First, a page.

EPSRC logo

Details of Grant 

EPSRC Reference: EP/E016588/1
Title: The helium atom in intense UV and XUV laser fields: rescattering-induced double ionization and ionization scaling laws
Principal Investigator: Taylor, Professor K
Other Investigators:
van der Hart, Professor H
Researcher Co-Investigators:
Dr JS Parker
Project Partners:
Department: Sch of Mathematics and Physics
Organisation: Queen's University of Belfast
Scheme: Standard Research
Starts: 01 October 2006 Ends: 30 September 2009 Value (£): 350,679
EPSRC Research Topic Classifications:
Light-Matter Interactions Scattering & Spectroscopy
EPSRC Industrial Sector Classifications:
No relevance to Underpinning Sectors
Related Grants:
Panel History:  
Summary on Grant Application Form
At sufficiently high laser intensities, multi-electron atoms undergonon-sequential double ionization (NSDI), a process in which electronsare ejected near-simulteously in highly correlated (entangled) pairs.Helium, the simplest of all multi-electron atoms, presentstheorists with a unique opportunity to study these highly correlatedintense-field processes with an unprecedented accuracy. Despite therelatively simple structure of helium, the helium-laser Schroedingerequation, governing the dynamics of the system, admits few if anyapproximations in the limit of high intensity laser radiation. In theintense fields used to create NSDI, all terms of the helium-laserSchroedinger equation and all degrees of freedom are exercisedsimultaneously. The only reliable treatment of this problem has provedto be via high-accuracy numerical solution of the full Schroedinger equation.Over the last decade we have developed the computational methods, and thecomputer codes necessary to solve this problem on parallel computers.Our code is capable of solving the full (time-dependent and full-dimensional)helium-laser Schroedinger equation over a wide range of laserfrequencies and intensities. We have no rivals in this capability world-wide.Our code is still alone in its ability to generate accurate reliable solutionsat frequencies that range from the optical to the XUV, and atlaser intensities as high as can be achieved in practical experiments.Our intention is to calculate the detailed ionization dynamics of laser-drivenhelium in the UV to XUV range of laser wavelengths (roughly 100 nm to 7nm).In the intense field limit, this is very much uncharted territory,because until very recently it was impossible to build intense-fieldlasers at these wavelengths. Six months ago this changed with thecompletion of the first phase of DESY Free Electron Laser (FEL) nearHamburg. Another more ambitious FEL is under construction at Stanford.As just one illustration of the high importance of atom-laser physicsin this limit, we note a recent successful practical application of thenon-sequential double ionization (NSDI) mentioned above, in which trainsof light pulses of duration 100 attoseconds (the shortest everobserved) were created as a direct result of NSDI and used toperform time-resolved measurements of the same order. The laserused to drive the NSDI was 800nm. The prospect of producing evenshorter pulses by using intense UV lasers is a particularly exciting potentialapplication of laser-driven helium in the UV.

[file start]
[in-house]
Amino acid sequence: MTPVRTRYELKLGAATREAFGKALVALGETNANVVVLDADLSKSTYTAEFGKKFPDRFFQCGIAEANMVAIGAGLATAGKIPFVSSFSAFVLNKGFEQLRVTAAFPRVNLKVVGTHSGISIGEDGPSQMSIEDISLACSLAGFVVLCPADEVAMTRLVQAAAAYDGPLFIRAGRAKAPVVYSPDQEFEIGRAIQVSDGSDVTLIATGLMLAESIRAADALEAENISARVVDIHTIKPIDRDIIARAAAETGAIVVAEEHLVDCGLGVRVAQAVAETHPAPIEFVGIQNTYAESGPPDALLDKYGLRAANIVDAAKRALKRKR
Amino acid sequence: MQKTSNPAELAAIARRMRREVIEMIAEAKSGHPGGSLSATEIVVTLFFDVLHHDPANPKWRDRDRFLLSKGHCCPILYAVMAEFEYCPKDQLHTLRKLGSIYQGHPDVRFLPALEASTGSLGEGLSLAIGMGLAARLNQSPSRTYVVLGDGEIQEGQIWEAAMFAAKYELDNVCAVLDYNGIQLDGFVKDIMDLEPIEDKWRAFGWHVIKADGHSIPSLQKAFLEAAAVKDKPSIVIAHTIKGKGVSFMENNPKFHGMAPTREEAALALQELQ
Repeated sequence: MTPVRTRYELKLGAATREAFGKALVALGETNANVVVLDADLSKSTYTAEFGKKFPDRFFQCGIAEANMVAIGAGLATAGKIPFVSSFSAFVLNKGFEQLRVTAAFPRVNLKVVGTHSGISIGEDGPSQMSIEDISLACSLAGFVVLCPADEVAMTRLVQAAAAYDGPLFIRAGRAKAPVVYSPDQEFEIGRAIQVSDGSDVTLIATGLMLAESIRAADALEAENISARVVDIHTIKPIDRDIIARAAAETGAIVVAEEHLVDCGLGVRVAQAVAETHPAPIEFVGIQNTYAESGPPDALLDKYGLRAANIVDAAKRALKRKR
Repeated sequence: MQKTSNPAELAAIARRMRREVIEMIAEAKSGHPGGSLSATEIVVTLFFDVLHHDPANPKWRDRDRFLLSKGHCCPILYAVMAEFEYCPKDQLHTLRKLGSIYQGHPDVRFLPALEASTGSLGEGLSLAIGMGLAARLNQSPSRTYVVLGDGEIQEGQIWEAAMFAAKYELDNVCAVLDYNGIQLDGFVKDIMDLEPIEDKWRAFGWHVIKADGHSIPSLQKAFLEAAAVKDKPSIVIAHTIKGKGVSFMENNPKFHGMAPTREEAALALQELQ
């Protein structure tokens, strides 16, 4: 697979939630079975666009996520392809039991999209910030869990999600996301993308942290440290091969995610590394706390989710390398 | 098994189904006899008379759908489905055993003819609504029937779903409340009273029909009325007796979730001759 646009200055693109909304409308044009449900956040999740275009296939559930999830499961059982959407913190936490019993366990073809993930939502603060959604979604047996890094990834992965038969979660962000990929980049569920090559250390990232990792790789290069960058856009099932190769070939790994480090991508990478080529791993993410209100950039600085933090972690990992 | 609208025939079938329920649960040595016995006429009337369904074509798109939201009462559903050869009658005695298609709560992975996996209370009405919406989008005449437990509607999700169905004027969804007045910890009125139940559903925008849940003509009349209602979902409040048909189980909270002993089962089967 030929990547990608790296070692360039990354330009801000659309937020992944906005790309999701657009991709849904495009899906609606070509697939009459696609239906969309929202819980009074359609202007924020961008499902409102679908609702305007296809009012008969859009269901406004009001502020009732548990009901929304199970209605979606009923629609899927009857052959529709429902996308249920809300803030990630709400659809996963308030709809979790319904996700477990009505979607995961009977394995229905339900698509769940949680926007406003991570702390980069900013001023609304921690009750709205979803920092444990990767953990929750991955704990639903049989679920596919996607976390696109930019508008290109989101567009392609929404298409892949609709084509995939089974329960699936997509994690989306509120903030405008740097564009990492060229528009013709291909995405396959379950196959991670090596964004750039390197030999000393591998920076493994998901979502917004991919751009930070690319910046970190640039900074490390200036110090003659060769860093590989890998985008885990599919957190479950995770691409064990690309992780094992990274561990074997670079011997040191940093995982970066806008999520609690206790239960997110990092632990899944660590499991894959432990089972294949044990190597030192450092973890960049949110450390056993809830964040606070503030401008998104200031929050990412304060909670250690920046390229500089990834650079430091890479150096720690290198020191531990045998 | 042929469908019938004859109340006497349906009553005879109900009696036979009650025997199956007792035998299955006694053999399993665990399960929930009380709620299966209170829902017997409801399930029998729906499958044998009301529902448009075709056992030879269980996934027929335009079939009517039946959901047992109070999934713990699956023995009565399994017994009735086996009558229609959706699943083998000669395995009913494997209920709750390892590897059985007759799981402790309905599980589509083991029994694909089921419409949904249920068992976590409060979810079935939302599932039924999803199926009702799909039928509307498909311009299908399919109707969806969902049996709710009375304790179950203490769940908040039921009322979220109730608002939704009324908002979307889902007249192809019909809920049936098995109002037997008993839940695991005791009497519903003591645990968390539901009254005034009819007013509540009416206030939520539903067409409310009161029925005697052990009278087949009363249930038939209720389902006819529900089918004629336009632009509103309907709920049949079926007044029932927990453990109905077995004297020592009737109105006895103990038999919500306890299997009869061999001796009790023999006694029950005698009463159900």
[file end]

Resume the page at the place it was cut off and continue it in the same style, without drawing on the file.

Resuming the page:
Key Findings
This information can now be found on Gateway to Research (GtR) http://gtr.rcuk.ac.uk
Potential use in non-academic contexts
This information can now be found on Gateway to Research (GtR) http://gtr.rcuk.ac.uk
Description This information can now be found on Gateway to Research (GtR) http://gtr.rcuk.ac.uk
Date Materialised
Sectors submitted by the Researcher
This information can now be found on Gateway to Research (GtR) http://gtr.rcuk.ac.uk
Project URL:  
Further Information:  
Organisation Website: http://www.qub.ac.uk